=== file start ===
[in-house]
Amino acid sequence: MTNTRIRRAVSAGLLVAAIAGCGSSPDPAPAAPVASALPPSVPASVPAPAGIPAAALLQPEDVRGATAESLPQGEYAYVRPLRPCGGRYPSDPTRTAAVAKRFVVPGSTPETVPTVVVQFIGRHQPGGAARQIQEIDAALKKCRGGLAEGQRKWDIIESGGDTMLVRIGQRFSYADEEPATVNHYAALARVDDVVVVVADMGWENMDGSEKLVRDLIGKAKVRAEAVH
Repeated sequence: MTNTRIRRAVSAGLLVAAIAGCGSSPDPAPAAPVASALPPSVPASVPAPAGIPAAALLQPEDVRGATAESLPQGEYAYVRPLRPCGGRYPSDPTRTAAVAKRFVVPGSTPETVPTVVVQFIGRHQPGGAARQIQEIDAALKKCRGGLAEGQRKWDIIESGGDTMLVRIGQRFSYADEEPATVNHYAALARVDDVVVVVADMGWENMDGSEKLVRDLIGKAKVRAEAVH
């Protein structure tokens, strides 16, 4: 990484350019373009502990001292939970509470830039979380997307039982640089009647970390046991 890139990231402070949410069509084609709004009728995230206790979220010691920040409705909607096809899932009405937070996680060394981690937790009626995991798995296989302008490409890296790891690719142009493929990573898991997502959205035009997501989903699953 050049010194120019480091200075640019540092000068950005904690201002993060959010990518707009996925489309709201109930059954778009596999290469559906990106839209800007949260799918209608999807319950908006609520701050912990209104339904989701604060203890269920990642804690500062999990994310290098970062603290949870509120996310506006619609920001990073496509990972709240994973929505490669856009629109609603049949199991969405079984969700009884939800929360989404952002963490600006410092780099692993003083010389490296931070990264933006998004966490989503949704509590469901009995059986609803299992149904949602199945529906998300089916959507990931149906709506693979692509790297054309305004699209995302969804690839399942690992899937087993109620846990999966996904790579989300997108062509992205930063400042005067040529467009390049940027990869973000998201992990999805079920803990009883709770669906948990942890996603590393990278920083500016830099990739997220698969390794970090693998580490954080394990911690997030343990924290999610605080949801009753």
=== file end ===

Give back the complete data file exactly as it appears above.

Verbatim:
[in-house]
Amino acid sequence: MTNTRIRRAVSAGLLVAAIAGCGSSPDPAPAAPVASALPPSVPASVPAPAGIPAAALLQPEDVRGATAESLPQGEYAYVRPLRPCGGRYPSDPTRTAAVAKRFVVPGSTPETVPTVVVQFIGRHQPGGAARQIQEIDAALKKCRGGLAEGQRKWDIIESGGDTMLVRIGQRFSYADEEPATVNHYAALARVDDVVVVVADMGWENMDGSEKLVRDLIGKAKVRAEAVH
Repeated sequence: MTNTRIRRAVSAGLLVAAIAGCGSSPDPAPAAPVASALPPSVPASVPAPAGIPAAALLQPEDVRGATAESLPQGEYAYVRPLRPCGGRYPSDPTRTAAVAKRFVVPGSTPETVPTVVVQFIGRHQPGGAARQIQEIDAALKKCRGGLAEGQRKWDIIESGGDTMLVRIGQRFSYADEEPATVNHYAALARVDDVVVVVADMGWENMDGSEKLVRDLIGKAKVRAEAVH
């Protein structure tokens, strides 16, 4: 990484350019373009502990001292939970509470830039979380997307039982640089009647970390046991 890139990231402070949410069509084609709004009728995230206790979220010691920040409705909607096809899932009405937070996680060394981690937790009626995991798995296989302008490409890296790891690719142009493929990573898991997502959205035009997501989903699953 050049010194120019480091200075640019540092000068950005904690201002993060959010990518707009996925489309709201109930059954778009596999290469559906990106839209800007949260799918209608999807319950908006609520701050912990209104339904989701604060203890269920990642804690500062999990994310290098970062603290949870509120996310506006619609920001990073496509990972709240994973929505490669856009629109609603049949199991969405079984969700009884939800929360989404952002963490600006410092780099692993003083010389490296931070990264933006998004966490989503949704509590469901009995059986609803299992149904949602199945529906998300089916959507990931149906709506693979692509790297054309305004699209995302969804690839399942690992899937087993109620846990999966996904790579989300997108062509992205930063400042005067040529467009390049940027990869973000998201992990999805079920803990009883709770669906948990942890996603590393990278920083500016830099990739997220698969390794970090693998580490954080394990911690997030343990924290999610605080949801009753």